Saatchi & Saatchi: A Love Affair
August 27, 2013
Love. It’s what smart companies want from their customers, followers, and fans. Many companies successfully establish their brands, but don’t take the extra steps to earn love from their audiences.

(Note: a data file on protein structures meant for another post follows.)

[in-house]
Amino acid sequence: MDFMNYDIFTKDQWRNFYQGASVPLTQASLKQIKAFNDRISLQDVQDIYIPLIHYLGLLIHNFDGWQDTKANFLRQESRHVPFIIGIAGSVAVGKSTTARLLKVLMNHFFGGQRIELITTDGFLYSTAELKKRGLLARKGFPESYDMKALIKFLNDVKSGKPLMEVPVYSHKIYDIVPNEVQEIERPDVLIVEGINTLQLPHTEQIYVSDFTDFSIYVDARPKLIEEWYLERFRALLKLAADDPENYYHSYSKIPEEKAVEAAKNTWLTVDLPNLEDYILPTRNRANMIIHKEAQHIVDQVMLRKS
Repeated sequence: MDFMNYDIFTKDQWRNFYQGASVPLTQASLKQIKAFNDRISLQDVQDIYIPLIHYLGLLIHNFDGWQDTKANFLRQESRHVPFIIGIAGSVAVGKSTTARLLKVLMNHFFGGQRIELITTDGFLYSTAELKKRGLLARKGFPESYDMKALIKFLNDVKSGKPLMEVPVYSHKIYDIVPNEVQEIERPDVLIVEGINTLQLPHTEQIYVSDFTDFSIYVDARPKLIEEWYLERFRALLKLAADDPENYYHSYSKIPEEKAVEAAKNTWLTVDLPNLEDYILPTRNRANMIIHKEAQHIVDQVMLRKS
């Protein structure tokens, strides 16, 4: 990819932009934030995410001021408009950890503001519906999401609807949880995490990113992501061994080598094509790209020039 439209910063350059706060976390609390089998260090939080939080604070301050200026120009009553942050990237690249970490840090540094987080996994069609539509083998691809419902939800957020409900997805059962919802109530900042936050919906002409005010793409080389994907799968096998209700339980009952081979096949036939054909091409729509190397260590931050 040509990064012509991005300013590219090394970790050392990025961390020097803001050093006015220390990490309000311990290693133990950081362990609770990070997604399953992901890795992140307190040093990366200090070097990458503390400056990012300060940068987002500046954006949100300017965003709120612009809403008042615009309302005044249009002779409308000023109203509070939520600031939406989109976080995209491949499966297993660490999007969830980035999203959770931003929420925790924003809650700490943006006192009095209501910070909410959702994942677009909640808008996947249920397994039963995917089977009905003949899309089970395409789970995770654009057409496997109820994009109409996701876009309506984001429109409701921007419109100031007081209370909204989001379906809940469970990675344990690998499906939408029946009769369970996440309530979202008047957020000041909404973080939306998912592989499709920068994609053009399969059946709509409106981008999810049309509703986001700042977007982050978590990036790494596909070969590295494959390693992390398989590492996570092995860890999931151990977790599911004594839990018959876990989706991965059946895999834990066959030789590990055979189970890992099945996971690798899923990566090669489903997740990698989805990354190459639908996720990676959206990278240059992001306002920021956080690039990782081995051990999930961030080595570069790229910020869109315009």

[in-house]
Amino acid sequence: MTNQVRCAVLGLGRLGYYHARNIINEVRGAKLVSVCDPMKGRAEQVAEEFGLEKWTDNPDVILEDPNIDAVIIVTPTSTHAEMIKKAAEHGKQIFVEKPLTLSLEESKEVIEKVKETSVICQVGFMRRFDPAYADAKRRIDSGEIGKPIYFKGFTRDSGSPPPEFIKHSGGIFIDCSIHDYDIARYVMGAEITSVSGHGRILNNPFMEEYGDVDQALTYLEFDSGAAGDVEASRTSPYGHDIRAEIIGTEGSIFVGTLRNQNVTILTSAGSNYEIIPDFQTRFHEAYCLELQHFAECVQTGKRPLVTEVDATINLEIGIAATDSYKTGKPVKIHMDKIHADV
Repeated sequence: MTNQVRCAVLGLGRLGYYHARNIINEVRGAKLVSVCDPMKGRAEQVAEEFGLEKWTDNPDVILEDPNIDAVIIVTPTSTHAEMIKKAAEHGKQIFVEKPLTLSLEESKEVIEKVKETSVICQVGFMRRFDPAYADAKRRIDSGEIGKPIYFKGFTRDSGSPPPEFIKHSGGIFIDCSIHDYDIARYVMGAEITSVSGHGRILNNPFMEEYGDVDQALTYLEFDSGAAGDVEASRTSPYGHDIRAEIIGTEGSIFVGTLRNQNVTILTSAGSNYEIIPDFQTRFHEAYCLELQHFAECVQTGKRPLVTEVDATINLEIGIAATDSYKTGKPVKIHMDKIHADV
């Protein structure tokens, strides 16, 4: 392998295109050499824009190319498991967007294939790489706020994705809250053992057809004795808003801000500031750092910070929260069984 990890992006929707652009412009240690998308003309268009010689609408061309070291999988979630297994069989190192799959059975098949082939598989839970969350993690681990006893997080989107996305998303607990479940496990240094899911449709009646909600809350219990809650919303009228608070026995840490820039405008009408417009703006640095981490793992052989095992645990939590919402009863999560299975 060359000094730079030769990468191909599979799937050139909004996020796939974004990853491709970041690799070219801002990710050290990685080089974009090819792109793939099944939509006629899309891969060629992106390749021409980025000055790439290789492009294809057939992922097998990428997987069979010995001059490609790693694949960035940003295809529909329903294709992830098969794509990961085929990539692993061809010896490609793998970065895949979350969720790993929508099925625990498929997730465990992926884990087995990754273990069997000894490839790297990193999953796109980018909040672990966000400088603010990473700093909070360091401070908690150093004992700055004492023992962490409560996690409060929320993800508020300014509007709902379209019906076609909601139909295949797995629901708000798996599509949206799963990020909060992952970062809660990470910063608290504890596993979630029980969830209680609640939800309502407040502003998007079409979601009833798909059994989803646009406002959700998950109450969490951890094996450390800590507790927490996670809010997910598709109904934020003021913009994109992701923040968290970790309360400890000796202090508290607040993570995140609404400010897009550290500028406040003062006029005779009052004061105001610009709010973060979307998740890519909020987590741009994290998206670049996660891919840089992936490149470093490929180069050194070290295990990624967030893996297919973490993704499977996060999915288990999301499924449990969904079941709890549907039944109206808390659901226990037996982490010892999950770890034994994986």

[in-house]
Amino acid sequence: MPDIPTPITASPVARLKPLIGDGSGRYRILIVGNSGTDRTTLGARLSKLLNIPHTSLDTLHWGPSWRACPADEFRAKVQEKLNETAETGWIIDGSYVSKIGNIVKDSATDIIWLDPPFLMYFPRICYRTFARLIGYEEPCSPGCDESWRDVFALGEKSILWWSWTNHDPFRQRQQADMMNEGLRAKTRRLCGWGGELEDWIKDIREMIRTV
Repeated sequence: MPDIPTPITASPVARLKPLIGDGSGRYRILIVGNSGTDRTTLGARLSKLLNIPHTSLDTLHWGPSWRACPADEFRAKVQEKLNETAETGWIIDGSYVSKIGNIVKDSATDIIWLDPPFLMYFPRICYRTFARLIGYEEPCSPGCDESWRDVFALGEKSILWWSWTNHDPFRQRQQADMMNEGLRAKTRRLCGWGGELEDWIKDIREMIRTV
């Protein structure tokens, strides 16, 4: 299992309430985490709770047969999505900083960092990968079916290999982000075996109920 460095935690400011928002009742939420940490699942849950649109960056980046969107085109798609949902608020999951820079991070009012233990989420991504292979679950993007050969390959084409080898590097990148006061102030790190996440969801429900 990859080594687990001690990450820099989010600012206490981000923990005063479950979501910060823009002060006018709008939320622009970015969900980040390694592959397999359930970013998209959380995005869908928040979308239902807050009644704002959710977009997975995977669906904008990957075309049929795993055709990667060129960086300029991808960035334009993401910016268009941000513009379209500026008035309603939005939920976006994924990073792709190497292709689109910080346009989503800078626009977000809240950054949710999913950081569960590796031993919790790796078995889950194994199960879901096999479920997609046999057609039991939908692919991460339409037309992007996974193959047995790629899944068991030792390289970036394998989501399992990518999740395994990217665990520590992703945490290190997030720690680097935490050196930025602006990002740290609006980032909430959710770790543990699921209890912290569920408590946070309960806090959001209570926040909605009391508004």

Love. It's what smart companies want from their customers, followers, and fans. Many companies successfully establish their brands, but don't take the extra steps to earn love from their audiences. The result is in part failure—a risk of commodification and genericization that can mean the end of your brand. These un-loved brands turn into what Kevin Roberts called "blands", in the 2004 book Lovemarks. That book's rich design and thoughtful arguments cemented the notion that companies can find success through emotional connections with customers. Nearly ten years later, global advertising titan Saatchi & Saatchi re-visits the lovemark with ex-S&S ideas man Brian Sheehan. This new book, in all its pictoral glory, is called Loveworks. Like its predecessor, Loveworks is a beautifully executed and produced book that is every bit as engaging visually as it is conceptually. I hate to get too "off topic" with a discussion of production-related minutiae, but since I am a bookseller and a book lover, I can't resist pointing out that Loveworks simply looks great. "When brands engage consumers' deepest emotions—instead of just appealing to their intellects, or even their basest instincts—they win in the marketplace. These brands win because their customers don't just respect them: they love them."For a book that attempts to discuss brand love and loyalty, an absence of rich graphics and photography would be a fatal mistake. Loveworks spends a brief introductory chapter re-acquainting (or acquainting) you with the fundamental concept of the lovemark. Per Roberts' original argument, the status is achieved through a blend of mystery, sensuality, and intimacy—three ingredients explored and explained extensively in Lovemarks. The brand love created by tapping into these three elements creates what Roberts called Loyalty Beyond Reason. This is exactly what it sounds like, and you can bet that every company that values its products and services above the level of commodity is aiming to earn that kind of loyalty from their customers. Sheehan then turns his eye to an ample collection of case studies—twenty to be exact—that demonstrate the power of love between a consumer and a brand. The case studies presented are a slew of Saatchi & Saatchi's campaigns from the past several years. Kicking off the list is Swiffer, who had already done very well since its original launch, but by 2011 was seeing stagnant sales. As Sheehan tells, Saatchi & Saatchi located the love gap between Swiffer and new customers: sensuality. The old Swiffer package was a box containing pieces that could be assembled to yield a working Swiffer. There was nothing for a customer to touch on the shelf, making it difficult for prospective customers to visualize Swiffer's "Quick Clean" solution as a solution they could apply to their own homes. Saatchi & Saatchi, Proctor & Gamble, and Walmart teamed up to take on the issue by re-packaging the Swiffer as a ready-made cleaning tool that could easily be understood on the shelf. No assembly, no question about whether this is the convenient floor cleaner of your dreams. Flip forward to chapter eight, where Sheehan acquaints us with Saatchi & Saatchi's Miller High Life campaign. As soon as I had an interest in beer, I had a poor opinion of Miller High Life. Growing up and well into my beer-drinking years, I identified High Life as low-quality, cheap beer. According to Sheehan, so did many other Americans. Working in a convenience store while in my mid-teens, I remember stocking the High Life next to other price-oriented beers—price seemed to be the beer's only selling point. Despite strong market presence in the late 1970s, by the 2000s, Miller High Life was nobody's champagne. In 2007 the world was introduced to Windell Middlebrooks, a character who would become the face of High Life. Taking over the campaign shortly after its inception at Crispin Porter + Bogusky, Saatchi & Saatchi drove the Windell character to make a key connection with consumers. The new High Life messaging was: regular folks deserve to live the high life; Miller is going to help make that happen. "If a brand sets it goal on love, and makes the hard decisions to stay the course, it is always rewarded by their customers in the marketplace."The campaign invested in intimacy, and it paid off. By getting creative with ways to connect unpretentiously with their audience, Saatchi & Saatchi and MillerCoors put High Life back into refrigerators nationwide, and for reasons other than simply the low price. To quote Sheehan, "Between 2009 and 2011 High Life's advertising budget was cut significantly, yet the brand's health metrics have never been stronger." The lovemark concept has easy and automatic appeal. Of course most companies need to measure success via revenue, but wouldn't you rather be rewarded with good financials AND love from your customers? Loveworks should provide you with plenty of fuel for your own love-seeking brand development. Whether you've already read and loved Lovemarks or not, Loveworks has a lot to teach you about gaining love from customers. Every page is proof; every campaign is a lesson. The rewards can be had—you simply need to spark the love.